With a full plate as a working mom, Piceu commented on the lack of ideal conditions heading into her attempt “The two weeks leading up to tackling the John Muir Trail, I was not able to get out very much as with the first two weeks of school for my daughter, we caught everything and were under the weather with terrible coughs and colds. But then the whole thing came together really quickly. Initially, I was only thinking I had 3 or 4 people to help me but at the last minute I had another person who was able to meet me at a really really remote spot which basically made the whole thing possible. To get to this location it was a 6-hour drive around and then a 10-mile hike to get in to it and he made it happen. It was a very long section leading into this spot, so having support there to resupply was crucial for this to all come together. It was so great, everybody got along and it was an all-star group of people I had helping me.”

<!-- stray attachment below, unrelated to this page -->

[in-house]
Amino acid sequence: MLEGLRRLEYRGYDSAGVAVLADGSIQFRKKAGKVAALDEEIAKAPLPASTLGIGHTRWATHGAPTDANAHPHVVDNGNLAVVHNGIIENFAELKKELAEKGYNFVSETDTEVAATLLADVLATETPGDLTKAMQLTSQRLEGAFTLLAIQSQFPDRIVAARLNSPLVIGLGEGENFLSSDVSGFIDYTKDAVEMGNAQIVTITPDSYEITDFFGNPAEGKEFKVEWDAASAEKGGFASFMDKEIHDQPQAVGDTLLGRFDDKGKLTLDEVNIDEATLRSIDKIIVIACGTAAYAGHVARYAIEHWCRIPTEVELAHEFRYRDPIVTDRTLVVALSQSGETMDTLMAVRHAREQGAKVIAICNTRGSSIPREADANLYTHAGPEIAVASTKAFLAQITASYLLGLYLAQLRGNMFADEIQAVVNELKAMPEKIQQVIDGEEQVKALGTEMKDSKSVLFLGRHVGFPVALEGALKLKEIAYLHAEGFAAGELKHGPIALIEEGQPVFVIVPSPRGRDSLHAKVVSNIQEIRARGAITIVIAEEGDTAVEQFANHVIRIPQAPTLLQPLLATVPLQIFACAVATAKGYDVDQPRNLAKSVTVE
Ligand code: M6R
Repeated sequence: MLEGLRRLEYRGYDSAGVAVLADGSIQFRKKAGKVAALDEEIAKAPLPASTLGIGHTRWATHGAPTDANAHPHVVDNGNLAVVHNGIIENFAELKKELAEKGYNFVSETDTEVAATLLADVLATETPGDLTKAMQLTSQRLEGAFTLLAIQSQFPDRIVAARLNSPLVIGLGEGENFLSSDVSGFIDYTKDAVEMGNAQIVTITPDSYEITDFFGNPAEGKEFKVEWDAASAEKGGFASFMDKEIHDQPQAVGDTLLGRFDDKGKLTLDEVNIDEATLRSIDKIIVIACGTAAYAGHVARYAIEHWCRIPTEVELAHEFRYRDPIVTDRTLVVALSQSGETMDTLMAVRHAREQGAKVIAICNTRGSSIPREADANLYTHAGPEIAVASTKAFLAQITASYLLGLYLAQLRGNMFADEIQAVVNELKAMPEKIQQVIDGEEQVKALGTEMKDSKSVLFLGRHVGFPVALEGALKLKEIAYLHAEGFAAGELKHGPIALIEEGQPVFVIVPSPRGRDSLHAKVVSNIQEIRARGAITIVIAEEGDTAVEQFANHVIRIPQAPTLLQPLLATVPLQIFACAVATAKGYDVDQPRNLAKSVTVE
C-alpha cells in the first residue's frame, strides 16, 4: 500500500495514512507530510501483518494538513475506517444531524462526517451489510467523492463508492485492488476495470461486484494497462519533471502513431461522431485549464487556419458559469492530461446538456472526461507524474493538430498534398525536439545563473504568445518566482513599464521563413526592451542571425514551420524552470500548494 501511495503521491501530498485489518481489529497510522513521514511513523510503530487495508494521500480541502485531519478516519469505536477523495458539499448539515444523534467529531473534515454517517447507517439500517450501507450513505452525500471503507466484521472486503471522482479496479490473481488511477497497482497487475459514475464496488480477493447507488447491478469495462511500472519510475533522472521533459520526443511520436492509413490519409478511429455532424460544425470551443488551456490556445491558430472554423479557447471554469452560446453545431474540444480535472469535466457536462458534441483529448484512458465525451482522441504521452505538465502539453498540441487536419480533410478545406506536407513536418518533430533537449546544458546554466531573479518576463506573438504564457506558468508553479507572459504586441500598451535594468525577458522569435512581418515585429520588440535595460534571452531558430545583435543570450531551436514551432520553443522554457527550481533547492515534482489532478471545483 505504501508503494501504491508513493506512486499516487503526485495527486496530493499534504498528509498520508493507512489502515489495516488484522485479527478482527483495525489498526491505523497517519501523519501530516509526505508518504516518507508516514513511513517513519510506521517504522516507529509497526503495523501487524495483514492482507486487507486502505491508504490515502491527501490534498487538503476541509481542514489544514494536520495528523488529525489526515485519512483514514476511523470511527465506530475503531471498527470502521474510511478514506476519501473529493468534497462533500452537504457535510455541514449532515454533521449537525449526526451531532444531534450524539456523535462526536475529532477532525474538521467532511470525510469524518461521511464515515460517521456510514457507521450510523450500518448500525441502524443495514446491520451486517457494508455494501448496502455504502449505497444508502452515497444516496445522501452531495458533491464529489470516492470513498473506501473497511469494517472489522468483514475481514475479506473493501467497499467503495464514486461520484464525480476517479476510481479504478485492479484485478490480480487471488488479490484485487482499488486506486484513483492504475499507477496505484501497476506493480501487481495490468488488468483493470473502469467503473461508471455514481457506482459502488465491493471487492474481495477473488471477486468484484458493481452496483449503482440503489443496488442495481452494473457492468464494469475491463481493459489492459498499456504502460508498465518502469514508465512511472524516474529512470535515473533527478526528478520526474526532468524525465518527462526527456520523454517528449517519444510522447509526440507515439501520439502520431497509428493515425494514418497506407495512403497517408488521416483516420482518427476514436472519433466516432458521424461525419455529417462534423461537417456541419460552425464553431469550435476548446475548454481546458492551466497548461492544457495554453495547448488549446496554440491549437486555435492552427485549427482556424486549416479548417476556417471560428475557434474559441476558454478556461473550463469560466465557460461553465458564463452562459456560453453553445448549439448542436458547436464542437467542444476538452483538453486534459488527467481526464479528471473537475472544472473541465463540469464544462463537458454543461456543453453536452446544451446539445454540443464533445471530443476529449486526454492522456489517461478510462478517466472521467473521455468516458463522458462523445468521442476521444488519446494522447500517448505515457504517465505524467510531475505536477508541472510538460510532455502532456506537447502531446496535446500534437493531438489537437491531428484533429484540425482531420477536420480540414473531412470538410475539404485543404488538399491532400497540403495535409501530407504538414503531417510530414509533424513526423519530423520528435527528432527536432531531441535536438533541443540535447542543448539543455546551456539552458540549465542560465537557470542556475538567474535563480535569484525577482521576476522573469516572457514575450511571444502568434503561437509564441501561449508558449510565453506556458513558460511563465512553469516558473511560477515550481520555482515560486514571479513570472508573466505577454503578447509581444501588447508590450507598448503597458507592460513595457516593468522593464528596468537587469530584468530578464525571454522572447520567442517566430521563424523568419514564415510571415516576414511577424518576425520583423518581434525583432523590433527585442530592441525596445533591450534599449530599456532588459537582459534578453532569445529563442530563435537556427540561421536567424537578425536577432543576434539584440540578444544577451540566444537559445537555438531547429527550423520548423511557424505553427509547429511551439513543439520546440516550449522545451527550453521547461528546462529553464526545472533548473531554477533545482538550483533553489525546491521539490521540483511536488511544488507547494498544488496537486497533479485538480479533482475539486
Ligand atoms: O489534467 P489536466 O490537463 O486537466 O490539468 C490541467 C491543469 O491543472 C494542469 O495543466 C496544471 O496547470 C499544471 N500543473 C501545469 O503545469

A different beast than running a 100 miler, Piceu talked about the effort of tackling the JMT. “This is the longest I’ve ever run. I would almost compare it to adventure racing in terms of sleep deprivation and length of time you’re out there. I had three designated sleep station stops where I would lay down in a tent and would sleep for an hour, it wasn’t the best sleep especially since some stops had to happen in the daytime since the crew was restricted by the few locations they could come into, but for sure it still rejuvenated me. Along the way I took four dirt naps where I would try and cash out for 10 minutes so I would say at most I slept for 3 hours and 40 minutes throughout the 3 days. On the first and third night I had pacers, I was solo for the second night and I was running a little bit scared very aware of wildlife. I didn’t stop for a trail nap till approximately 4am. In my head, I knew I had to keep my wits about me and be extra cautious, definitely a little sketchy being out there on my own throughout the night.”